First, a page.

Some episodes defied belief, like the one in which a guest claimed to have chopped off his penis so a male stalker would not be able to touch him. Even that paled beside one who Springer called “the most bizarre story we’ve done” — about a transsexual who cut off her legs with a power saw.
Compared to these eyebrow-raisers, other highlights (lowlights?) seemed tame: There was one show with a man who bragged that he’d slept with his stripper sister and another with a fellow who said he wanted to marry his horse.
For dabbling in such subjects, Springer was extraordinarily well paid: in 2000, a contract renewal gave him $6 million per year. But for that money he had to endure not just opprobrium but also serious scandal.
In the same year his contract was extended, a 52-year-old woman who had just appeared on his show was found beaten to death. The victim, Nancy Campbell-Panitz, had been on an episode titled “Secret Mistresses Confronted” in which her ex-husband and his wife accused her of stalking them. The husband was subsequently convicted of her murder. Springer refused to share responsibility for the incident and told CNN that it “had nothing to do with the show.”
But that marked a turning point for the host. Afterward, concerned groups such as the Parents Television Council increasingly challenged what he was doing and urged advertisers not to sponsor the production, which damaged him hugely when he considered a return to politics. He weighed running for senator in 2000 and 2004 but chose not to go ahead in the face of too much hostility.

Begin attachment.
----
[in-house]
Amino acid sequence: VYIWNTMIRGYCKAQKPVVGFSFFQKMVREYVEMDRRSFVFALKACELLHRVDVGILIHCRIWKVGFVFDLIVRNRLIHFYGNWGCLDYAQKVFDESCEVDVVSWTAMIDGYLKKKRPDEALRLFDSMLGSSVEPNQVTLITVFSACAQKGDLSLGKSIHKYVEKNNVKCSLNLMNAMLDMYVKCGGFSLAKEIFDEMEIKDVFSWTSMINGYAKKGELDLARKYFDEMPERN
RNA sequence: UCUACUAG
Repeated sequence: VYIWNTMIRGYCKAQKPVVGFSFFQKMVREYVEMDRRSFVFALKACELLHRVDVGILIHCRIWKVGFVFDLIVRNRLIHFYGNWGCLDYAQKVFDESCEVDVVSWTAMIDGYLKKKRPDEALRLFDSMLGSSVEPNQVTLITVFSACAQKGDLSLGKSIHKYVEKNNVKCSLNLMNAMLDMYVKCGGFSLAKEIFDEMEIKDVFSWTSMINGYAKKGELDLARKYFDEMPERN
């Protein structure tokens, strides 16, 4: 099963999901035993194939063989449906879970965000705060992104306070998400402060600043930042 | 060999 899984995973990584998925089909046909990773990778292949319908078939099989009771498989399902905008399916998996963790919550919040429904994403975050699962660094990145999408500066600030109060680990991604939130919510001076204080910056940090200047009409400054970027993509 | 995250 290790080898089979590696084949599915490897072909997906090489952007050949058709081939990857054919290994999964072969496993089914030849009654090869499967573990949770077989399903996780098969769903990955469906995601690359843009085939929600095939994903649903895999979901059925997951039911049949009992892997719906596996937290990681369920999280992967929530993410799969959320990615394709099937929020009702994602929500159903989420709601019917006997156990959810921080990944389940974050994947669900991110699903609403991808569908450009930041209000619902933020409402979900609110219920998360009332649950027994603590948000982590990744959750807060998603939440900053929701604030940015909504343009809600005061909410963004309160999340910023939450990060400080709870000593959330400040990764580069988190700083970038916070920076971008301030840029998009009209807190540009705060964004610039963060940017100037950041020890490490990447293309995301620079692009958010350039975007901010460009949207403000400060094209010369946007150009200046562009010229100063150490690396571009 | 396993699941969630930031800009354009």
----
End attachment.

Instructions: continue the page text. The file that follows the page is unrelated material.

Springer ventured into other territory as a producer, host and actor. He presided over America’s Got Talent for two seasons, did Springer on the Radio for almost two years and hosted the Miss World and Miss Universe pageants on a few occasions. He also made cameo appearances on series from Roseanne to The X-Files, competed on Dancing With the Stars and even covered the U.S. presidential election for a British morning show in 2016.
Perhaps most impressively, he had a stage production based on his life, Richard Thomas and Stewart Lee’s Jerry Springer: The Opera, which ran in England for 609 performances and won the British version of a Tony, an Olivier Award, as best musical — which did not prevent 55,000 people from lodging complaints when it was broadcast on British television.
None of this came close to overshadowing The Jerry Springer Show, which continued until it ran out of steam after 27 seasons, when he segued to a new program, the syndicated Judge Jerry, in 2019.
Survivors include his daughter, Katie, a child born legally blind and deaf in one ear, and a son-in-law, grandson and sister.
Springer’s various ventures might have cost him his dreams, but they made him a fortune, for which Springer remained defiantly unapologetic. After everything his family had gone through, survival, ultimately, was more important than the ethics of a mere TV show. And yet he defended even the morality of what he was doing in a 2008 commencement address at Northwestern’s law school.
“It is perhaps inevitable that we are inclined to always judge others,” said Springer. “But let me share this observation. I am not superior to the people on my show, and you are not superior to the people you will represent. … Unavoidably, you will all join me on this witness stand of conscience, trying your best to figure it out — never perfectly but, hopefully, always sincerely.”
Stephen Galloway is dean of the Chapman University film school.